Meet the Author

Kathryn Holston |

Research Intern

Kathryn Holston is an intern in the Research Department of the Federal Reserve Bank of Cleveland. She joined the Bank in June 2013 and her primary interests include macroeconomics, consumer finance, and international economics.

Meet the Author

Kyle Fee |

Economic Analyst

Kyle Fee

Kyle Fee is an economic analyst in the Research Department of the Federal Reserve Bank of Cleveland. His research interests include economic development, regional economics and economic geography.

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Economic Trends

The Columbus Metropolitan Statistical Area

Kathryn Holston and Kyle Fee

Located in the geographic center of Ohio, the Columbus Metropolitan Statistical Area (MSA) is home to nearly 2 million people, dispersed across ten counties (Delaware, Fairfield, Franklin, Hocking, Licking, Madison, Morrow, Perry, Pickaway, and Union). The MSA has a significantly higher concentration of employment than the nation in two high-skilled, high-wage service industries: financial activities and professional and business services. This was true in 2007 and remained the case throughout the recession. In 2012, the share of workers in each of these industries surpassed the nation’s share by 25 to 30 percent.

Columbus’s employment is largely concentrated in different industries than the state as a whole. Looking at location quotients for Ohio and Columbus (which show how employment is concentrated in various industries relative to the nation), we can see that the proportion of the state’s workforce that is employed in manufacturing is higher than the national average, unlike the Columbus MSA. In contrast, the state has a smaller share of workers than the nation in financial activities and professional and business services, the two sectors in which Columbus’s employment is particularly concentrated.

Perhaps this difference in labor allocation accounts for the dissimilarity between the MSA’s and the state’s employment levels throughout the recession: Columbus suffered less job loss than the nation and significantly less than the state. Since the last business cycle peak in December 2007, employment within the MSA has grown by almost 1 percent. In comparison, Ohio’s employment fell by 3.8 percent and the nation’s declined by 1.7 percent over the same period.

Since the last business cycle peak, nonmanufacturing employment within the MSA has increased by roughly 3 percent, compared to the nation’s decline of 0.4 percent. In contrast, manufacturing job losses have been almost equivalent in Columbus and the nation.

Recent job growth within the MSA has been largely driven by service industries. The leisure, hospitality, education, and health services sectors have consistently contributed to positive employment gains throughout the past six years. Although the professional and business services sector suffered a significant decline in employment in 2009, it has resurfaced as one of Columbus’s leading sectors in terms of job growth in both 2011 and 2012.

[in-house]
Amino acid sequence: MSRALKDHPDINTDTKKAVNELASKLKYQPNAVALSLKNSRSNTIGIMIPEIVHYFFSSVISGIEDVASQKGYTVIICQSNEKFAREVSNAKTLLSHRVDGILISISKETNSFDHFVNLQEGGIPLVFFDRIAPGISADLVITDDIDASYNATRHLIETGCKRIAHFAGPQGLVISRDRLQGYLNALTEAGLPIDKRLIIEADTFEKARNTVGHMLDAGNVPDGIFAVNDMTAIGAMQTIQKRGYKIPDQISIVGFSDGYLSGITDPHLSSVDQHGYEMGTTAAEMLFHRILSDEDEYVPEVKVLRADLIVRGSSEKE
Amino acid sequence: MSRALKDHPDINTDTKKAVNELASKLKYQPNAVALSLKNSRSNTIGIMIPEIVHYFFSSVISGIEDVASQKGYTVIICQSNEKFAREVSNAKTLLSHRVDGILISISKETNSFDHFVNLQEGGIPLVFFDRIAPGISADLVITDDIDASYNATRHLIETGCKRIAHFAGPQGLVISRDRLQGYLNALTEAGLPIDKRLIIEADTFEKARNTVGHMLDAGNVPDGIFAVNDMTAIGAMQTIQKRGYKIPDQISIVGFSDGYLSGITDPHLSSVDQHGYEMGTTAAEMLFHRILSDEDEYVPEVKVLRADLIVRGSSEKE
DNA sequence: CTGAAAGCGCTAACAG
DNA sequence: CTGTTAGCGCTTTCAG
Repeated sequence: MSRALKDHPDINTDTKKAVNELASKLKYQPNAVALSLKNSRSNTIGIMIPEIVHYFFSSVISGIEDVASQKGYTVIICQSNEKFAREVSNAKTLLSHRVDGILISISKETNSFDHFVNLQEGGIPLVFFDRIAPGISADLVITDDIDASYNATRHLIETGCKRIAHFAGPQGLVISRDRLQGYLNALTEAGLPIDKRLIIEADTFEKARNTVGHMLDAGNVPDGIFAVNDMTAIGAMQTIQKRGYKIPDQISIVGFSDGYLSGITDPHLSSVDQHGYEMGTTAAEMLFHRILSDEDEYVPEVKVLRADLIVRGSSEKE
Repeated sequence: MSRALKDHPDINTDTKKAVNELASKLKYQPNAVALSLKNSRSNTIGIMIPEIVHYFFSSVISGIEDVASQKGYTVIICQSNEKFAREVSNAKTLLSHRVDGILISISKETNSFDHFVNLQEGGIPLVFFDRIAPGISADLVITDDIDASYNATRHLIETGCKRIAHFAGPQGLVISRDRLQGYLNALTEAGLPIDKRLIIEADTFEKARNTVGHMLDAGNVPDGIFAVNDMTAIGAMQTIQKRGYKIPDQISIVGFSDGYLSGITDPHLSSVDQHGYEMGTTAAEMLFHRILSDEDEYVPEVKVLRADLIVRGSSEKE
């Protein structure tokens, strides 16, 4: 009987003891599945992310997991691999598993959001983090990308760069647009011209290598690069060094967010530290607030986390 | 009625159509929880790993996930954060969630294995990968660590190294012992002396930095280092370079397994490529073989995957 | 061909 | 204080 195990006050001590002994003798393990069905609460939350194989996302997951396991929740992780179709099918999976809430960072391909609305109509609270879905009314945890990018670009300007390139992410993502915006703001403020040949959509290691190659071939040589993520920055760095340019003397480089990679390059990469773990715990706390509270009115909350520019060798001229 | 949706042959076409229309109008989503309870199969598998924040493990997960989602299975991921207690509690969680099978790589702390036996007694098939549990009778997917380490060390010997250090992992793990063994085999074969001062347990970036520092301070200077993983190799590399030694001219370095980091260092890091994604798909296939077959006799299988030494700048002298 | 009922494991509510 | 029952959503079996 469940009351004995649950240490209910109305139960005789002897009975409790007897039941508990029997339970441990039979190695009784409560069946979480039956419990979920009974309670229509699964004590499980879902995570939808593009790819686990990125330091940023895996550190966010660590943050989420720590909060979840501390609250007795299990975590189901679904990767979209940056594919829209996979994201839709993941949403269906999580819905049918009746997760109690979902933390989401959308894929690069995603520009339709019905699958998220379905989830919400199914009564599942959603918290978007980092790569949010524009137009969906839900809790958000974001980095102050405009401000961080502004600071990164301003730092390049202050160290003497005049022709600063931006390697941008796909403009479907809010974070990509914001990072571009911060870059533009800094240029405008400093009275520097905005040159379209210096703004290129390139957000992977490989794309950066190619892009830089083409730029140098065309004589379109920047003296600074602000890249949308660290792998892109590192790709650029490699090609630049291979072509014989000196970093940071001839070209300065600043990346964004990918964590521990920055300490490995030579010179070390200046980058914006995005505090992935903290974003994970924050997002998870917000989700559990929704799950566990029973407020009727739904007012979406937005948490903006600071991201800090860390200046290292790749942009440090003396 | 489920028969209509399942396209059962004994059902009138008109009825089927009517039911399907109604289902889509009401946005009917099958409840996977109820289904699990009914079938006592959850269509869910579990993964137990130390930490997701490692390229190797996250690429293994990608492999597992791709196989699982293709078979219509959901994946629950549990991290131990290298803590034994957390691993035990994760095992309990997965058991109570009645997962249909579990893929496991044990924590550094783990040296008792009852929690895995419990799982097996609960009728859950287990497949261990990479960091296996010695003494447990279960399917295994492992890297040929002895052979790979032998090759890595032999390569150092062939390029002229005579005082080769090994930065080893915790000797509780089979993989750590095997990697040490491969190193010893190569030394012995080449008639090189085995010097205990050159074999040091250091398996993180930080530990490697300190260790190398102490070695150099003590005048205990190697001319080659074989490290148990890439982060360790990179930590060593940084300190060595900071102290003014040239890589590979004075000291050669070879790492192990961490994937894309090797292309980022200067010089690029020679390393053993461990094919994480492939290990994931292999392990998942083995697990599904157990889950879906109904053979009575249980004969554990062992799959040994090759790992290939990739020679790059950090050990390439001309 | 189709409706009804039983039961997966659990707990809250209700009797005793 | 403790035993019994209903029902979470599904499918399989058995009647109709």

During 2012, jobs in Columbus grew by about 1.5 percent, compared to the nation’s gain of 1.7 percent. Predictably, the MSA performed more strongly than the nation in a number of higher-skilled service industries over this period, including financial activities, education and health services, and leisure and hospitality. Columbus experienced negative employment growth in only one sector and posted growth of more than 1 percent in many others.

From 2005 to 2009, Columbus’s unemployment rate remained very close to the nation’s. While unemployment did increase sharply in the MSA during the recession, it has consistently been lower than the nation since early 2009. In December, the MSA’s seasonally adjusted unemployment rate was 5.7, compared to 7.8 percent in the nation.

Columbus is the only large Fourth District MSA whose population has grown at a faster rate than the nation’s in the past three decades. Since 1980, Columbus’s population has increased by 53 percent, compared to the nation’s gain of 39 percent. In that same period, Cincinnati’s population grew at slightly more than half of the national rate, while Cleveland’s declined by 5 percent and Pittsburgh’s fell by 10 percent.

Although the Columbus MSA is home to a smaller percentage of minorities than the US, it has a higher percentage than the state. The MSA’s population is relatively better educated: Almost a third of Columbus’s residents aged 25 and older have earned a bachelor’s degree, higher than in either Ohio or the nation. The MSA’s population is also younger, on average, than either the state’s or the nation’s, with a median age of only 35.4.

Selected Demographics

Total population (millions)
1.9 11.5 311.6
Percent by race
77.7 82.9 74.1
14.6 12.1 12.6
7.7 5.0 13.3
Percent by age
27.4 26.2 26.6
22.2 19.0 20.4
39.7 40.5 39.6
65 and older
10.8 14.2 13.2
Percent with bachelor’s degree or higher
32.9 24.7 28.5
Median age
35.4 39.1 37.3

Source: US Census Bureau, 2011 American Community Survey.

In 2011, the MSA’s per capita income was $40,188, exceeding the state’s ($37,836) but falling below the nation’s ($41,560). While Columbus’s per capita income has been below the national level in recent years, it has historically been higher. It has also surpassed Ohio’s in every year since 1980.